U.S. Senate Chaplain Barry C. Black Speaks at First United Methodist Church in Peoria, Shares Insights on Politics

ZACH BERG/JOURNAL STAR |  United States Senate Chaplain Dr. Barry C. Black conducts a service Sunday morning at the First United Methodist Church, 116 Northeast Perry Avenue, in Peoria. Behind him is the church's directing pastor Reverend Bob Phillips.
ZACH BERG/JOURNAL STAR | United States Senate Chaplain Dr. Barry C. Black conducts a service Sunday morning at the First United Methodist Church, 116 Northeast Perry Avenue, in Peoria. Behind him is the church’s directing pastor Reverend Bob Phillips.

Far from his normal flock in Washington, D.C., U.S. Senate Chaplain Barry C. Black filled the pews of First United Methodist Church on Sunday morning. Black led both the early and later services for the church, but in between held a question-and-answer session for curious parishioners.

“I can just use my evangelical voice,” Black said to audience of more than 100 in the church’s sanctuary. While most questions centered around Black’s position as a religious leader in a political world, the first question that was answered was why Black was there.

“He and I entered the Navy about the same time. Our paths crossed many times since,” said the Rev. Bob Phillips, directing pastor at the church. Phillips and Black stayed in contact long after their Navy careers ended.

Black, who grew up around Baltimore, has been the Senate chaplain since 2003.

“He’s heard what God is doing here at First,” Phillips said. “That’s why he’s here, and it’s great to have a leader and a friend here to help.”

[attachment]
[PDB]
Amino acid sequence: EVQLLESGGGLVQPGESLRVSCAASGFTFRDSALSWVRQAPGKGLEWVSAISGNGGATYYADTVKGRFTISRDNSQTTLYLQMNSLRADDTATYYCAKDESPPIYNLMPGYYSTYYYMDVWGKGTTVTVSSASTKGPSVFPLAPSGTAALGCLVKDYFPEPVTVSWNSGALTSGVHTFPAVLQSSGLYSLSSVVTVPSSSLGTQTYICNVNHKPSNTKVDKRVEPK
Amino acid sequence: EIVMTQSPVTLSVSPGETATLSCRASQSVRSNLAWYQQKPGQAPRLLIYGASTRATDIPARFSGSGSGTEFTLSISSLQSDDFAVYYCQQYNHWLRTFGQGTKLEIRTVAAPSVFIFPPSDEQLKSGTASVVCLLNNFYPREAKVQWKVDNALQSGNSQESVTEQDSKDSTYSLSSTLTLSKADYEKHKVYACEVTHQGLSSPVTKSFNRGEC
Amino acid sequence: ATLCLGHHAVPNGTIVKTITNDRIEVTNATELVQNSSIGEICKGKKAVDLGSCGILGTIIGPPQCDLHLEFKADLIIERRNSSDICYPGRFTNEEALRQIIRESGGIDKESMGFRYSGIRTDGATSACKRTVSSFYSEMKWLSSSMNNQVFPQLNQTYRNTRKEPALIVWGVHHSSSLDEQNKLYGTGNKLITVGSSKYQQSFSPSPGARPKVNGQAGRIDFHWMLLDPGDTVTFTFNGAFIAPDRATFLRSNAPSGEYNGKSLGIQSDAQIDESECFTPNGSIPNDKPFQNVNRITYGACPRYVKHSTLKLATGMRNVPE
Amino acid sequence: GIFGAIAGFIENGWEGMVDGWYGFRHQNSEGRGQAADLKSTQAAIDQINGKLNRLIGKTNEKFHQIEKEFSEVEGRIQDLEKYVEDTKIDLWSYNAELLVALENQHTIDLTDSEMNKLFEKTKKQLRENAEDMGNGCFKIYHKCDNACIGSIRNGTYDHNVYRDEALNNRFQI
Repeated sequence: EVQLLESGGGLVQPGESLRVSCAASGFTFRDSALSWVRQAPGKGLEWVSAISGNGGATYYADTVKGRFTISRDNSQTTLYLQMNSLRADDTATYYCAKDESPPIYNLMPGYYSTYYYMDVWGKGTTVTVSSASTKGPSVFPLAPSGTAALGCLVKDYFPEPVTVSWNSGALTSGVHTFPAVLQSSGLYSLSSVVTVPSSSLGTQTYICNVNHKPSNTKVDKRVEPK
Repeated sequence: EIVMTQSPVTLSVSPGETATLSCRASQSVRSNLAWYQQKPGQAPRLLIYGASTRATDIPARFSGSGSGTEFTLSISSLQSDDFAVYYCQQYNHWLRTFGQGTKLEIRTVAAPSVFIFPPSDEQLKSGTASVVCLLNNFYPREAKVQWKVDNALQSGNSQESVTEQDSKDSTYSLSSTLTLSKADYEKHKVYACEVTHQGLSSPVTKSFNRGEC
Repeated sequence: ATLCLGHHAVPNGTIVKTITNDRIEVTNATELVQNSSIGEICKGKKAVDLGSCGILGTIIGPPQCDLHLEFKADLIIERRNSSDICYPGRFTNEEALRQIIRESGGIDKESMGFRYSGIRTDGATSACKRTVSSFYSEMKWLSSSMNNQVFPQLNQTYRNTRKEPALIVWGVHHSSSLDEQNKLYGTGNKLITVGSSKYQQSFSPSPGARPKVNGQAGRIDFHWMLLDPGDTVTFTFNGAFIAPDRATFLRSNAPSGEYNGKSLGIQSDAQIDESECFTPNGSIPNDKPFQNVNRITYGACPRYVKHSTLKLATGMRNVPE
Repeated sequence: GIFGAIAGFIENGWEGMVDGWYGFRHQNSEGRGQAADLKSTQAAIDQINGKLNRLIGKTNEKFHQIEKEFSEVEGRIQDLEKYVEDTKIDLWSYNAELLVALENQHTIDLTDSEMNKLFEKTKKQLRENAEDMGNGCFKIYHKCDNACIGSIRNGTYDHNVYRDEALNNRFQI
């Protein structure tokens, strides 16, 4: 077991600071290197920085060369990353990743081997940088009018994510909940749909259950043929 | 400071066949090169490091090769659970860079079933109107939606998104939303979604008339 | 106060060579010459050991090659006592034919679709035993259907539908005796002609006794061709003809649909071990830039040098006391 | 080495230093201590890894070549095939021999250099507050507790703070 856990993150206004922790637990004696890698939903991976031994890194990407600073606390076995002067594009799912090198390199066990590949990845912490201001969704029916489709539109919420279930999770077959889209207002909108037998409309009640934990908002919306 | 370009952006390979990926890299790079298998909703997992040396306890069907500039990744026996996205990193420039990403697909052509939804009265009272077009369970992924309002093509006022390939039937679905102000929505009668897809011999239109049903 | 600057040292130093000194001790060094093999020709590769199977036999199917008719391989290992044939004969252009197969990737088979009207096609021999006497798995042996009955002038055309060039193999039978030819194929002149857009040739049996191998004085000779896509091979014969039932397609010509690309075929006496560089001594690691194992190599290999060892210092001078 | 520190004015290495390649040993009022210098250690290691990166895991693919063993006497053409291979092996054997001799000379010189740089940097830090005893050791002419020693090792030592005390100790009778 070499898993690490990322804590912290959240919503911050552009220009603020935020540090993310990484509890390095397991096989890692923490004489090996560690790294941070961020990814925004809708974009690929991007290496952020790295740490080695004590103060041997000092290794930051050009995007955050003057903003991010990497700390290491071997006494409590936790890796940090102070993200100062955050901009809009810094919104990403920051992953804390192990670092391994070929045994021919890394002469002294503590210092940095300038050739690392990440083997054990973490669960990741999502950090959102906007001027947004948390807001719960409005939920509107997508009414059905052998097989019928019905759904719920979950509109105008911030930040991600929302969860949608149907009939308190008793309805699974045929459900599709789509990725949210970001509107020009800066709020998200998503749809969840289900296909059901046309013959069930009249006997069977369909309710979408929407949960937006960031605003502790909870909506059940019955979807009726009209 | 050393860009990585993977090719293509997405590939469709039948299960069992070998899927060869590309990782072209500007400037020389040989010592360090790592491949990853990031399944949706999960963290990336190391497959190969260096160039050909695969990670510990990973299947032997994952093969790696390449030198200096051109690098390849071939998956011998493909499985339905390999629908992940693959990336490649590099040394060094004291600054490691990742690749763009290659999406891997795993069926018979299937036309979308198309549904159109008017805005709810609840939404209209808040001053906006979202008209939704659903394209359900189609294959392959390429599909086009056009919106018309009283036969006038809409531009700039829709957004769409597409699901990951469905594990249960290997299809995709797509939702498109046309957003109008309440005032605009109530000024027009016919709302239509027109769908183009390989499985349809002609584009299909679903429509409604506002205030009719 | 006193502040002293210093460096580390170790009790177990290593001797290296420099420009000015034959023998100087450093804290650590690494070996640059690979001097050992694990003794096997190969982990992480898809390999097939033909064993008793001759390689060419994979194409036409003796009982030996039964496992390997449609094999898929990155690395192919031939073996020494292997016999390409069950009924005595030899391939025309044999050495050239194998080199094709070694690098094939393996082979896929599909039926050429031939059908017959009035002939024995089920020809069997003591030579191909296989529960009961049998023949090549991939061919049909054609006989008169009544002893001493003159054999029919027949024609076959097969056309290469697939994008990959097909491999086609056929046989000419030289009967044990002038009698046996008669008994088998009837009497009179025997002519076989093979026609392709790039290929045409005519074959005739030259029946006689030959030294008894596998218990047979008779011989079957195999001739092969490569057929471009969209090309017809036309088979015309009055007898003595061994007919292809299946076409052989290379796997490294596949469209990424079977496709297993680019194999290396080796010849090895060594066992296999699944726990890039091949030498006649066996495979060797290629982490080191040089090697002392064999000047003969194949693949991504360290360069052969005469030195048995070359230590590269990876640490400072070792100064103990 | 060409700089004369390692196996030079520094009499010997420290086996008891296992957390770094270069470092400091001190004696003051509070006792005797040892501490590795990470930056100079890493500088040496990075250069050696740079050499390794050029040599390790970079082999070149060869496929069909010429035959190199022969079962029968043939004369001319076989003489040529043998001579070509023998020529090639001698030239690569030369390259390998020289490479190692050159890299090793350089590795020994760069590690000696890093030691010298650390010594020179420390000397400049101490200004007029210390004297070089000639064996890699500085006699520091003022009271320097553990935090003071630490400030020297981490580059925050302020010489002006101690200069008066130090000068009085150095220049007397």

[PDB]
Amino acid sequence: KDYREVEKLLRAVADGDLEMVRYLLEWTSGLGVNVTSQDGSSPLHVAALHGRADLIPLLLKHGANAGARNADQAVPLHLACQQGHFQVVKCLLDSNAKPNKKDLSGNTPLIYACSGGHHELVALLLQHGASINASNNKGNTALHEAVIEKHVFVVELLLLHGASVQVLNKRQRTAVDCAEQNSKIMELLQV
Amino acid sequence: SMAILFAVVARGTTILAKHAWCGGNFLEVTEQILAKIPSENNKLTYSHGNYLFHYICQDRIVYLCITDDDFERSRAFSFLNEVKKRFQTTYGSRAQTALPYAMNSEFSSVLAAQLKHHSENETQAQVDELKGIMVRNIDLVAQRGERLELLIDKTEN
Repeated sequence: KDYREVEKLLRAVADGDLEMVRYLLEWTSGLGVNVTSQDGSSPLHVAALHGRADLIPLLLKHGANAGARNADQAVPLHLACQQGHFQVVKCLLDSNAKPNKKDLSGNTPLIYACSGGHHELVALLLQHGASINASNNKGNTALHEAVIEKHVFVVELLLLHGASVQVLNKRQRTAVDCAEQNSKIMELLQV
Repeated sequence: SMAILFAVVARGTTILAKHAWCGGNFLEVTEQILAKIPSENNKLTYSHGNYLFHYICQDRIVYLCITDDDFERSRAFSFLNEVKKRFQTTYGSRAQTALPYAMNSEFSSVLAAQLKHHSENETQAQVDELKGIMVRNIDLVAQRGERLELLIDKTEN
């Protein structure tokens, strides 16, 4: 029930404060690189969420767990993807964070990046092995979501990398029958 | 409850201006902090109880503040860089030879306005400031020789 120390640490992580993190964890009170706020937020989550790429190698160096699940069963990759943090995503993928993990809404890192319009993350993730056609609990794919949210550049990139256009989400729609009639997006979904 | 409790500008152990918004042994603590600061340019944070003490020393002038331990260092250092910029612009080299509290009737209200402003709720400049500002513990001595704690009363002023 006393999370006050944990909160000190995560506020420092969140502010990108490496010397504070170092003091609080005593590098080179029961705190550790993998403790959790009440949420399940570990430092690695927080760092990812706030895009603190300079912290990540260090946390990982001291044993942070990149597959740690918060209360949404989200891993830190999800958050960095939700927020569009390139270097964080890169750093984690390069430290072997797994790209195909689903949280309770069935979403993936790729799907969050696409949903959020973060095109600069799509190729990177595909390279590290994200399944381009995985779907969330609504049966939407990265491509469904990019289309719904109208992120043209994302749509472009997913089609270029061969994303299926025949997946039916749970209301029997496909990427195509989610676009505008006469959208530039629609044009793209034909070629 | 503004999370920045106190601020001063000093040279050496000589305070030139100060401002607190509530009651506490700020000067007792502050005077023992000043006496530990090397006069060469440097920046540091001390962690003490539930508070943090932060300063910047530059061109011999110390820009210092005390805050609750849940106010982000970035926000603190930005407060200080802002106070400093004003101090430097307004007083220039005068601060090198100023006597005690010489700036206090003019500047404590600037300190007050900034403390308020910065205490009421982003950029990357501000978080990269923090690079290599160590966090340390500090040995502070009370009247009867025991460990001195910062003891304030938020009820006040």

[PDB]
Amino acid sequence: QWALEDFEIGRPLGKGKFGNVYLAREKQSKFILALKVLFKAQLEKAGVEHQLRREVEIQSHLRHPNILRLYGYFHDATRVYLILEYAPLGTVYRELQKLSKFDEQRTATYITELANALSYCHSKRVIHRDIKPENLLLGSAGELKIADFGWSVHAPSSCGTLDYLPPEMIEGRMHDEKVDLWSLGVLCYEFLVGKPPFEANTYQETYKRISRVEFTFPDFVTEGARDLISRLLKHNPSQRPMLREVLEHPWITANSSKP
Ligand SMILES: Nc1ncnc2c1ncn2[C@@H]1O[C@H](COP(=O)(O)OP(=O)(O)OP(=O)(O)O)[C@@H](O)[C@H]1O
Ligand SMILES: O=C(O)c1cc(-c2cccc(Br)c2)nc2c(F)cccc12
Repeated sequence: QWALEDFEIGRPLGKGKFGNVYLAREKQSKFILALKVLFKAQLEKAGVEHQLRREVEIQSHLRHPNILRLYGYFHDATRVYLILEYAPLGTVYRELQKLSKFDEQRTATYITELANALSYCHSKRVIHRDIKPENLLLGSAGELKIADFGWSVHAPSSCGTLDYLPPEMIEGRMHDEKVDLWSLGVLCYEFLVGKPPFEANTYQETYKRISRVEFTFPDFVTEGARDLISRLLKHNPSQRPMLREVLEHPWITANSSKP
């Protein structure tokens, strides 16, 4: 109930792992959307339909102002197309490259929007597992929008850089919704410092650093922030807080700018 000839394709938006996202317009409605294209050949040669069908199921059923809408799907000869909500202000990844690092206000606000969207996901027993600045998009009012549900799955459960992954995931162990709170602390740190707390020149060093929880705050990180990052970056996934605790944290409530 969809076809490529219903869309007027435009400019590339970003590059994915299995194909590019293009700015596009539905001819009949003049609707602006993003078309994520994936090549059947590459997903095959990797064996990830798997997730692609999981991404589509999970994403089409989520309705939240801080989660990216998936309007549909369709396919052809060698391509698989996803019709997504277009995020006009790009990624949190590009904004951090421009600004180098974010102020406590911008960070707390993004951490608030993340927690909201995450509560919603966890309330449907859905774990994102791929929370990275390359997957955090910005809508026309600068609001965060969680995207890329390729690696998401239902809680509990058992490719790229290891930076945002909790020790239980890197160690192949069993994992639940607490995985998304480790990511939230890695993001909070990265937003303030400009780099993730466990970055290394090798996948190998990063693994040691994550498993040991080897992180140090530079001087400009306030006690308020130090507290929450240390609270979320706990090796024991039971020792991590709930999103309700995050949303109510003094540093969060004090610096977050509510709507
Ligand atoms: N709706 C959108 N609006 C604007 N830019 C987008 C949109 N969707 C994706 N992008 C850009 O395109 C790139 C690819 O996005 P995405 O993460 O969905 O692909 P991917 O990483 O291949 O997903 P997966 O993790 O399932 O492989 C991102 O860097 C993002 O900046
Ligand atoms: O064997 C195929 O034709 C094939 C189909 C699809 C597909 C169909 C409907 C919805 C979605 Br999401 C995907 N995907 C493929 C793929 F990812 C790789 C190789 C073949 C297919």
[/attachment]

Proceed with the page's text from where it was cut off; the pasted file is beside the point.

Black’s deep voice boomed through the sanctuary as if it were built to fill the space.

He has opened Senate sessions with a prayer, he has led Bible studies with U.S. senators, he has been alongside three U.S. senators as they died. Sometimes, senators have even asked him for advice.

“They don’t expect me to put my brain in neutral. They can come up to me and say ‘Chaps, how would you vote?’ In private, I could tell them the moral reasons why I would vote some way,” Black said.

“They say there’s a separation between church and state, not God and state,” Black said. He continued to say his Bible studies and God’s word bring Democrats and Republicans together.

“At the end of each study, they all get together, hold hands and pray. It’s a sight to see. When they leave, though, it’s like the ‘Thrilla in Manila,’ like Ali versus Frazier. They’re throwing punches at each other.”

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Source: Peoria Journal Star | Zach Berg